See also: Ablative
From Middle English ablative, ablatife, ablatyf, ablatif, from Old French ablatif (“the ablative case”), from Latin ablātīvus (“expressing removal”), from ablātus (“taken away”), from auferō (“I take away”). The engineering/nautical sense originates from ablate + -ive.
- (grammar): (US) IPA(key): /ˈæb.lə.tɪv/
- (engineering, nautical): IPA(key): /əˈbleɪ.tɪv/
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ablative (not comparable)
- (grammar) Applied to one of the cases of the noun in some languages, the fundamental meaning of the case being removal, separation, or taking away, and to a lesser degree, instrument, place, accordance, specifications, price, or measurement. [First attested from around (1350 to 1470).]
- (archaic) Pertaining to taking away or removing. [Attested from the mid 16th century until the early 18th century.]
- 1622, Joseph Hall, The Works of Joseph Hall: Sermons, page 123:
- Where the heart is forestalled with misopinion, ablative directions are found needful to unteach error, ere we can learn truth.
- (engineering, nautical, astronautics) Sacrificial, wearing away or being destroyed in order to protect the underlying material, as in ablative paints used for antifouling, or ablative heat shields used to protect spacecraft during reentry. [First attested in 1959.].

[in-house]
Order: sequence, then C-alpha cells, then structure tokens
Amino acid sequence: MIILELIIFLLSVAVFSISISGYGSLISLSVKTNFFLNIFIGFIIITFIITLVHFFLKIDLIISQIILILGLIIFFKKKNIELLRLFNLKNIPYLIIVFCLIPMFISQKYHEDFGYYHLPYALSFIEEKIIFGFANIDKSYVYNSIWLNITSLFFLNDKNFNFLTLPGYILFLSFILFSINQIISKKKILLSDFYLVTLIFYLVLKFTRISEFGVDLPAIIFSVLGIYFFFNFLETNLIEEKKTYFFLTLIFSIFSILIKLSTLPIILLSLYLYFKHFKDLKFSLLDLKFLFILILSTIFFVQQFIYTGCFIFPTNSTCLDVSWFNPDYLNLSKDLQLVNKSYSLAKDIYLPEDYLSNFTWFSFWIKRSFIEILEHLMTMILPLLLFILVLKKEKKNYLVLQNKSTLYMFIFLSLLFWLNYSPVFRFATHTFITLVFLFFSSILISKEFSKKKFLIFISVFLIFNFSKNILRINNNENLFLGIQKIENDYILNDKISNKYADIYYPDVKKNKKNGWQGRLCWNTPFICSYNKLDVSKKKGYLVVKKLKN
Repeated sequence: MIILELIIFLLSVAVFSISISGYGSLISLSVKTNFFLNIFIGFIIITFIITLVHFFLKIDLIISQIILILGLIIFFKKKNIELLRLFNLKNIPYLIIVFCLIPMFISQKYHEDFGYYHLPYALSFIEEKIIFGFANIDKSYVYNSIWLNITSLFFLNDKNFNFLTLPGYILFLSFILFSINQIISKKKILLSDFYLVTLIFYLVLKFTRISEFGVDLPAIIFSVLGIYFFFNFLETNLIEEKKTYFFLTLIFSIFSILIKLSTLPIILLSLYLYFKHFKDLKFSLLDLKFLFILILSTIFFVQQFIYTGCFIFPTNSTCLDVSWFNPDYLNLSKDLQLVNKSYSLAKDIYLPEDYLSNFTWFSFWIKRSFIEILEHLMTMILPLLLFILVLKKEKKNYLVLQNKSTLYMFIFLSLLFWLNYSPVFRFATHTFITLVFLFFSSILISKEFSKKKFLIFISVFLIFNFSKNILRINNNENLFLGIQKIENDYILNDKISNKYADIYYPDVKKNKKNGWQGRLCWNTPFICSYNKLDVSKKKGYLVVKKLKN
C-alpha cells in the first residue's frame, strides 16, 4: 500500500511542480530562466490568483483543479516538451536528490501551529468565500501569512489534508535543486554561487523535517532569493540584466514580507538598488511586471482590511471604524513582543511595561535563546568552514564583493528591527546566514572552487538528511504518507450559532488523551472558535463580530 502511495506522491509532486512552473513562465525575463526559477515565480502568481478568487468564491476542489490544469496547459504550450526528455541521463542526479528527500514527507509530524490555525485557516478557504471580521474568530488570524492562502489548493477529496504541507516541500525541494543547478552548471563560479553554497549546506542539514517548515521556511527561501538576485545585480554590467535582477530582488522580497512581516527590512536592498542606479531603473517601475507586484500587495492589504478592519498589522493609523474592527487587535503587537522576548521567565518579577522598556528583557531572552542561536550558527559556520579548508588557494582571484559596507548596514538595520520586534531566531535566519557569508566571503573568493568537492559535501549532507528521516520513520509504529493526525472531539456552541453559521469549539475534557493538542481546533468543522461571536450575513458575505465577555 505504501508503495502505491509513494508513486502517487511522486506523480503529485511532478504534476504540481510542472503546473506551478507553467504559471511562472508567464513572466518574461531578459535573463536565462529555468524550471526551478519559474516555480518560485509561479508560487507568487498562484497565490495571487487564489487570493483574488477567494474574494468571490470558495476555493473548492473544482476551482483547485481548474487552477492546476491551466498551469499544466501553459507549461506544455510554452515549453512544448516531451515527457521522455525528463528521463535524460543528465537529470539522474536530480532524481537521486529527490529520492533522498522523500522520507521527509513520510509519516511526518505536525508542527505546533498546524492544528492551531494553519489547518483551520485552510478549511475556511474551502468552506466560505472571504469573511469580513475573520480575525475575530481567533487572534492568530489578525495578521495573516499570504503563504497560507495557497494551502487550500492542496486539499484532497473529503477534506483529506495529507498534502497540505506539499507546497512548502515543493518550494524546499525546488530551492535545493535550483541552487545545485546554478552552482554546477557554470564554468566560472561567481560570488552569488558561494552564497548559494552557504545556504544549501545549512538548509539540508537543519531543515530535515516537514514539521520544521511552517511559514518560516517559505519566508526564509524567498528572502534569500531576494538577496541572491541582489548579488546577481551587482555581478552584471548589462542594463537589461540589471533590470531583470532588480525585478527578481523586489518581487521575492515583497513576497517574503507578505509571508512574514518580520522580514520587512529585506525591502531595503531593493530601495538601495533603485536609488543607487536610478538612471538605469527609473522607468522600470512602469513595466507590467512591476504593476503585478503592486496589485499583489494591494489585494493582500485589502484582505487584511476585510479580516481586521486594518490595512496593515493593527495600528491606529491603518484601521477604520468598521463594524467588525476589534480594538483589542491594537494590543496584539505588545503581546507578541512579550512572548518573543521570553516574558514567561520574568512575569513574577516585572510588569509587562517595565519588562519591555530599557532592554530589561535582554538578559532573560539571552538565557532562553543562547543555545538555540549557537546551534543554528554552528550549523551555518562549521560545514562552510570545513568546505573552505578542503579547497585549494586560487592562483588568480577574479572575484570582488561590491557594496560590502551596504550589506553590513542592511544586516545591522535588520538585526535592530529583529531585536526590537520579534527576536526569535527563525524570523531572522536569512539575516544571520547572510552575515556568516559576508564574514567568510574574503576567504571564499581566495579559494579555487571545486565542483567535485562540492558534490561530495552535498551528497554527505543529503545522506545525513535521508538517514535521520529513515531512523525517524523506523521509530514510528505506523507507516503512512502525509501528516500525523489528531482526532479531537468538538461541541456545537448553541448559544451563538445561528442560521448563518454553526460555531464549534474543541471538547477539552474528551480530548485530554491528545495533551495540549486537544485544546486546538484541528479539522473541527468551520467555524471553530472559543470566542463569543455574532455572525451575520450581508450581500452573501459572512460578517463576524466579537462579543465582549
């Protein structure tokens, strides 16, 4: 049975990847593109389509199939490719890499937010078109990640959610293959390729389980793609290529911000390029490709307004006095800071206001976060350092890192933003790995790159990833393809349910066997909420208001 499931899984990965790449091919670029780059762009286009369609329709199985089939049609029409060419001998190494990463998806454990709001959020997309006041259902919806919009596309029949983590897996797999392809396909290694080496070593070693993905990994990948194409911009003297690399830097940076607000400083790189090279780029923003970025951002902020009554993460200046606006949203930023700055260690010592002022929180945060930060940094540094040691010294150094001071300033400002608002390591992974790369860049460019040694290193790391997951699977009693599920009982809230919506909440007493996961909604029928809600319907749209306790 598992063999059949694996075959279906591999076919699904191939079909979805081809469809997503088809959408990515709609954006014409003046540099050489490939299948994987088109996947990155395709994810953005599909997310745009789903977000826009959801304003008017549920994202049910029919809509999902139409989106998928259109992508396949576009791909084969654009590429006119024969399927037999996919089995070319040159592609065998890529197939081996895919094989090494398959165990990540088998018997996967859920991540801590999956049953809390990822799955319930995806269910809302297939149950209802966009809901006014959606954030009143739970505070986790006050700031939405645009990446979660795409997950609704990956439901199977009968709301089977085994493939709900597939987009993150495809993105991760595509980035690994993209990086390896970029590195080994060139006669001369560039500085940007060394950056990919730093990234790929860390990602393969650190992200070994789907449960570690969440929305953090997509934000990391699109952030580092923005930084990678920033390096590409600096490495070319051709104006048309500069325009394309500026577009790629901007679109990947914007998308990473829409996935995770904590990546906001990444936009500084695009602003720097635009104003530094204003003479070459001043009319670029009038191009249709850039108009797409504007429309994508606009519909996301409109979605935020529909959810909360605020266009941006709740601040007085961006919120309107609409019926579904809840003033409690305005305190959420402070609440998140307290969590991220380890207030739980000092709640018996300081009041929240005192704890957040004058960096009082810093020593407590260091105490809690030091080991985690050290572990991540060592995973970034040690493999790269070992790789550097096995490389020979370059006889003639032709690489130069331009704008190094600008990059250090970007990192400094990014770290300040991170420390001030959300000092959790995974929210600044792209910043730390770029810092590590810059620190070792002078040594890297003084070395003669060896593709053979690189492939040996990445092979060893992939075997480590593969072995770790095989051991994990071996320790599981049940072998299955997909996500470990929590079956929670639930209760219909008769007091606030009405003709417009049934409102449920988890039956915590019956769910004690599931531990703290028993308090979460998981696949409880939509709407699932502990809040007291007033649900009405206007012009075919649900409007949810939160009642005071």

- 2008, BioWare, Mass Effect, Redwood City: Electronic Arts, →ISBN, →OCLC, PC, scene: Weapons: Ablative Armor Codex entry:
- The inner layer of warship protection consists of ablative armor plate designed to "boil away" when heated. The vaporized armor material scatters a DEW beam, rendering it ineffectual.
- (medicine) Relating to the removal of a body part, tumor, or organ. [First attested in the mid 20th century.]
- (geology) Relating to the erosion of a land mass; relating to the melting or evaporation of a glacier. [First attested in the mid 20th century.]
archaic: taking away
applied to one of the cases of the noun in other language
- The translations below need to be checked and inserted above into the appropriate translation tables. See instructions at Wiktionary:Entry layout § Translations.
Translations to be checked
ablative (plural ablatives)
- (grammar) The ablative case. [First attested around 1350 to 1470.]
- An ablative material. [Mid 20th century.]
ablative case — see ablative case
- ^ William Morris, editor (1969 (1971 printing)), “ablative”, in The American Heritage Dictionary of the English Language, New York, N.Y.: American Heritage Publishing Co., →OCLC, page 3.
- ↑ 2.0 2.1 2.2 2.3 2.4 2.5 Lesley Brown, editor-in-chief; William R. Trumble and Angus Stevenson, editors (2002), “ablative”, in The Shorter Oxford English Dictionary on Historical Principles, 5th edition, Oxford; New York, N.Y.: Oxford University Press, →ISBN, page 5.
- ^ Elliott K. Dobbie, C. William Dunmore, Robert K. Barnhart, et al. (editors), Chambers Dictionary of Etymology (Chambers Harrap Publishers Ltd, 2004 , →ISBN), page 3
ablative f pl
- (Classical) IPA(key): /ab.laːˈtiː.u̯e/, [äbɫ̪äːˈt̪iːu̯ɛ]
- (Ecclesiastical) IPA(key): /ab.laˈti.ve/, [äbläˈt̪iːve]